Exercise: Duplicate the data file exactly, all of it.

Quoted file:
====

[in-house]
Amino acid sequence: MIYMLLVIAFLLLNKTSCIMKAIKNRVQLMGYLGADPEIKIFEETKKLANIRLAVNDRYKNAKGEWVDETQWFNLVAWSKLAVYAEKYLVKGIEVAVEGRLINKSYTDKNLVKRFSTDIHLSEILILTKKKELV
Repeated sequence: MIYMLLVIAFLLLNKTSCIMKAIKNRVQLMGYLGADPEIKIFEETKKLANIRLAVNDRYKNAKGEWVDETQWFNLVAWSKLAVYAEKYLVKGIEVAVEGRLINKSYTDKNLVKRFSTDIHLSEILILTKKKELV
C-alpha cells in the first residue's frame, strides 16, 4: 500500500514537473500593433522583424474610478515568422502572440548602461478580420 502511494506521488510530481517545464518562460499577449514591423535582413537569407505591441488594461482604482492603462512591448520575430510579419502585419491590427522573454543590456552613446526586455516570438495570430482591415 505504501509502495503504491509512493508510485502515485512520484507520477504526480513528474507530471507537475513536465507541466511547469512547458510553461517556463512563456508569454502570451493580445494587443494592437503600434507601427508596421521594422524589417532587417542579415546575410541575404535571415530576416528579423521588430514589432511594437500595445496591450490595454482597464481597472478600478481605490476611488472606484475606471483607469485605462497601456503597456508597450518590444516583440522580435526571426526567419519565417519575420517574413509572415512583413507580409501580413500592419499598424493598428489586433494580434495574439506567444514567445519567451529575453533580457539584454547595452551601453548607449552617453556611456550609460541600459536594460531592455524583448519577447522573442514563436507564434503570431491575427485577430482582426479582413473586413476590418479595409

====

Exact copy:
[in-house]
Amino acid sequence: MIYMLLVIAFLLLNKTSCIMKAIKNRVQLMGYLGADPEIKIFEETKKLANIRLAVNDRYKNAKGEWVDETQWFNLVAWSKLAVYAEKYLVKGIEVAVEGRLINKSYTDKNLVKRFSTDIHLSEILILTKKKELV
Repeated sequence: MIYMLLVIAFLLLNKTSCIMKAIKNRVQLMGYLGADPEIKIFEETKKLANIRLAVNDRYKNAKGEWVDETQWFNLVAWSKLAVYAEKYLVKGIEVAVEGRLINKSYTDKNLVKRFSTDIHLSEILILTKKKELV
C-alpha cells in the first residue's frame, strides 16, 4: 500500500514537473500593433522583424474610478515568422502572440548602461478580420 502511494506521488510530481517545464518562460499577449514591423535582413537569407505591441488594461482604482492603462512591448520575430510579419502585419491590427522573454543590456552613446526586455516570438495570430482591415 505504501509502495503504491509512493508510485502515485512520484507520477504526480513528474507530471507537475513536465507541466511547469512547458510553461517556463512563456508569454502570451493580445494587443494592437503600434507601427508596421521594422524589417532587417542579415546575410541575404535571415530576416528579423521588430514589432511594437500595445496591450490595454482597464481597472478600478481605490476611488472606484475606471483607469485605462497601456503597456508597450518590444516583440522580435526571426526567419519565417519575420517574413509572415512583413507580409501580413500592419499598424493598428489586433494580434495574439506567444514567445519567451529575453533580457539584454547595452551601453548607449552617453556611456550609460541600459536594460531592455524583448519577447522573442514563436507564434503570431491575427485577430482582426479582413473586413476590418479595409